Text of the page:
Banks trying to push long-term CDs
Some banks are promoting longer-term certificates of deposit these days to help fund more commercial and other loans. But CD investors could develop buyers' remorse years from now if rates rise as expected. CDs allow an investor to lock in an interest rate for a specified period.
Generally, CDs are hardly havens for high returns these days. The average annual yield on a 3-year CD is 0.48 percent, and a 5-year CD is yielding little better, at 0.79 percent, according to Bankrate.com.
“And they are not heading up much at all,” said Sheyna Steiner, an investment analyst at the rate-tracking firm.
But there are a some more attractive deals out there. GE Capital Bank, for instance, has run ads recently touting a five-year CD with an annual yield of 2.0 percent, versus the 0.79 percent national average.
“People who are looking for a little better yield on CDs are more likely to find it at regional and community banks rather than the big guys,” said Joe Deaux, economic analyst at TheStreet Inc., New York.
In the Western Pennsylvania market, First National Bank has run television ads featuring a 10-year CD with a 2.05 annual percentage yield. The bank, Pittsburgh's third-largest, also is promoting the product in its roughly 250 branches in Pennsylvania, Ohio, Maryland and West Virginia.
For now, the Federal Reserve is determined to keep interest rates low to stimulate the economy. With inflation tame — rising at no more than an annual 2 percent currently and probably through 2015 — the Fed is not likely to change course soon, said Gus Faucher, an economist at PNC Financial Services Group.
But that could change in five years or so, said the economist. If rising U.S. spending pushes the government to pay higher interest on its securities to keep attracting investors, other debt issuers will feel pressure to follow suit.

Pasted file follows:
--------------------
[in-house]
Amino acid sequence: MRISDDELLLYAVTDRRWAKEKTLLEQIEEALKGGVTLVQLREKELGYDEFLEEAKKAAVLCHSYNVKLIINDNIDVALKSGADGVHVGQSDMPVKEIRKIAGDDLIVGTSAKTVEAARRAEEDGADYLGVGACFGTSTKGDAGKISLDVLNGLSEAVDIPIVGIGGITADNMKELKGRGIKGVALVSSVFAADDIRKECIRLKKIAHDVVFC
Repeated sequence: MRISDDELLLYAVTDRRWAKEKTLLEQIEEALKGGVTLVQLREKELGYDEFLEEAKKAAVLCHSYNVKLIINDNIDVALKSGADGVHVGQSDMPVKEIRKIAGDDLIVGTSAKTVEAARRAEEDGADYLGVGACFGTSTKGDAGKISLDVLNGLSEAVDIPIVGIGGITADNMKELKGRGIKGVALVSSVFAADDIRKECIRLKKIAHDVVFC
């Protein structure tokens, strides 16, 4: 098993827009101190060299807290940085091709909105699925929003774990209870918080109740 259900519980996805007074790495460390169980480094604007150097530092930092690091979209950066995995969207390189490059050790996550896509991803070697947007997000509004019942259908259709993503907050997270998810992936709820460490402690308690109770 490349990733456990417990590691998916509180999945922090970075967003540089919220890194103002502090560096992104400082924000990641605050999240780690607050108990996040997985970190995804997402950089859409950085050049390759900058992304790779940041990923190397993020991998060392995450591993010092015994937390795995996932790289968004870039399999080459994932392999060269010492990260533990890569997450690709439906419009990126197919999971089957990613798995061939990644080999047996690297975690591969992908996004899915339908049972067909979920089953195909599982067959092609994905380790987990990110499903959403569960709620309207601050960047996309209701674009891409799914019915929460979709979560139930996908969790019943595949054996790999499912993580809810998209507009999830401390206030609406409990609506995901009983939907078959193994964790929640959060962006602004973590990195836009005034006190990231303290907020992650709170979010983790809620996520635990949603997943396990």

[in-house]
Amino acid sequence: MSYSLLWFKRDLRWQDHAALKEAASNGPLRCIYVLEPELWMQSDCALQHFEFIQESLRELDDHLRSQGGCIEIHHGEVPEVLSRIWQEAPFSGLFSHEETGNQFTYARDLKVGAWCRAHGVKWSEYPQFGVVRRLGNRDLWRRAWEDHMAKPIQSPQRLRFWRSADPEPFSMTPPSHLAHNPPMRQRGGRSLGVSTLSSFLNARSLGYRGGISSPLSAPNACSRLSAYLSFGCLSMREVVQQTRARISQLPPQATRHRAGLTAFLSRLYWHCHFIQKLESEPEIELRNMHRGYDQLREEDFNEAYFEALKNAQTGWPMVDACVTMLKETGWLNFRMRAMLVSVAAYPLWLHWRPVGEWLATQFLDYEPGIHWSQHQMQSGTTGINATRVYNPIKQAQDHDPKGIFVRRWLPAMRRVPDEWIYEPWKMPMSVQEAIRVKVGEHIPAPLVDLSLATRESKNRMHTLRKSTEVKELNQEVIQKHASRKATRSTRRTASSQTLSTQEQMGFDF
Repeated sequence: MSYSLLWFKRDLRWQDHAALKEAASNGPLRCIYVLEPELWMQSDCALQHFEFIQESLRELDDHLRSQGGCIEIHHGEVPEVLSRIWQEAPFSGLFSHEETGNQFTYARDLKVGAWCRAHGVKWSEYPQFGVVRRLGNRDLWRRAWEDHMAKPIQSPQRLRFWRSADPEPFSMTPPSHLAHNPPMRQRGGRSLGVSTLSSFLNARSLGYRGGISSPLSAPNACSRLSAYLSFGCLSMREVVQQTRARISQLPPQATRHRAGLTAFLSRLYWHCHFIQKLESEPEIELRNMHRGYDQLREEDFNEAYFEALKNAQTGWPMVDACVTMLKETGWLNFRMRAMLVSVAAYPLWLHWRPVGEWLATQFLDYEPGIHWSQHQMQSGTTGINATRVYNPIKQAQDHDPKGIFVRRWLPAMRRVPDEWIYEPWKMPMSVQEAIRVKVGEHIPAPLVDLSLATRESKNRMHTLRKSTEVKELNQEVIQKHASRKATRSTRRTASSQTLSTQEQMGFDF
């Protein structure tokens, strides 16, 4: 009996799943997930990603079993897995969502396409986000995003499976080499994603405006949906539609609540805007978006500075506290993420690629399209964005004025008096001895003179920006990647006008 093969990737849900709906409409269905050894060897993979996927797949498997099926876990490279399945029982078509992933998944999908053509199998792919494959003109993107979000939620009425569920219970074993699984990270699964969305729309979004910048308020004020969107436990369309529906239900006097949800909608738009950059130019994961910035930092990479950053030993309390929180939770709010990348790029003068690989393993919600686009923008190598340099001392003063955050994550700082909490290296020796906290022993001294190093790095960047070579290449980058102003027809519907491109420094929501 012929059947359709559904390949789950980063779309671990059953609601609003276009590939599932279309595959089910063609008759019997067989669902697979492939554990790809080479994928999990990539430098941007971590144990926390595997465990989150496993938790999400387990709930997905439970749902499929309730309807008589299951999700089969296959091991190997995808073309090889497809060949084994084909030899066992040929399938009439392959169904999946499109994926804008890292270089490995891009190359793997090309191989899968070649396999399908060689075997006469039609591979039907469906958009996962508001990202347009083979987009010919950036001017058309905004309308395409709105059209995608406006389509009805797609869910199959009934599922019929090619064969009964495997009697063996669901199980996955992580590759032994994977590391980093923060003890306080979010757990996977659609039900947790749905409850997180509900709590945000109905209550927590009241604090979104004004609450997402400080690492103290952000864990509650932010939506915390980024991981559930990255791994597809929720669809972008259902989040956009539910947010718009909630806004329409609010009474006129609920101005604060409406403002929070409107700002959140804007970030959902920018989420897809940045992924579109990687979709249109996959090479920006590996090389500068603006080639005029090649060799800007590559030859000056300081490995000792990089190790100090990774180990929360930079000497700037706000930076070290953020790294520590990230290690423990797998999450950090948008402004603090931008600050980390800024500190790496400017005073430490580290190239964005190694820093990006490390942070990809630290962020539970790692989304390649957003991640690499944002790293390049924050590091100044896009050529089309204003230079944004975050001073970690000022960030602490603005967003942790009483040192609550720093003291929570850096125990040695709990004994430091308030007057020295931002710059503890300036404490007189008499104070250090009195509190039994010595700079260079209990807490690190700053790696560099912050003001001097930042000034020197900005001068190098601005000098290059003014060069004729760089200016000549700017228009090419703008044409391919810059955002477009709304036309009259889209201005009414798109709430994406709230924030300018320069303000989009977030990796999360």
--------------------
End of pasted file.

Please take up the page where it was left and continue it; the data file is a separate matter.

“That means (banks) would need to offer higher rates as well, and that would include higher rates on CDs,” said Faucher.
The risk to investors is that they tie up their money in CDs for too long at one rate, only to find later that they could have gotten a higher rate in a few years.
Withdrawing money from a CD before it matures is not a good idea, either, because investors get penalized. The typical early-withdrawal fee on a 5-year CD, for instance, would be 90 to 120 days of interest or up to $25, said Steiner.
“I'd be leery of investing in longer-term CDs right now,” said Matt Schwartz, an attorney and retirement planner for Lange Financial Group, Squirrel Hill. “To lock into a 10-year CD just to get a 1.5 percent or so return is not a good idea if interest rates go up.”
What CDs do offer investors, however, is a safety net they won't find in the stock market. The Federal Deposit Insurance Corp. insures CDs up to $250,000 per account.
Barry Robinson, FNB executive vice president of consumer banking, said the bank's 10-year CD is one of many investments — including a range of CDs with shorter maturities — that customers seek, especially those who want the security of deposit insurance.
“CDs also help us to fund loans that in turn, help consumers and businesses prosper,” said Robinson.
FNB and many other banks have seen a rise in demand for business loans. At Sept. 30, FNB's commercial loan volumes were up 11 percent over year-ago levels, and consumer loans were up about 14 percent.
Thomas Olson is a Trib Total Media staff writer. He can be reached at 412-320-7854 or email@example.com.
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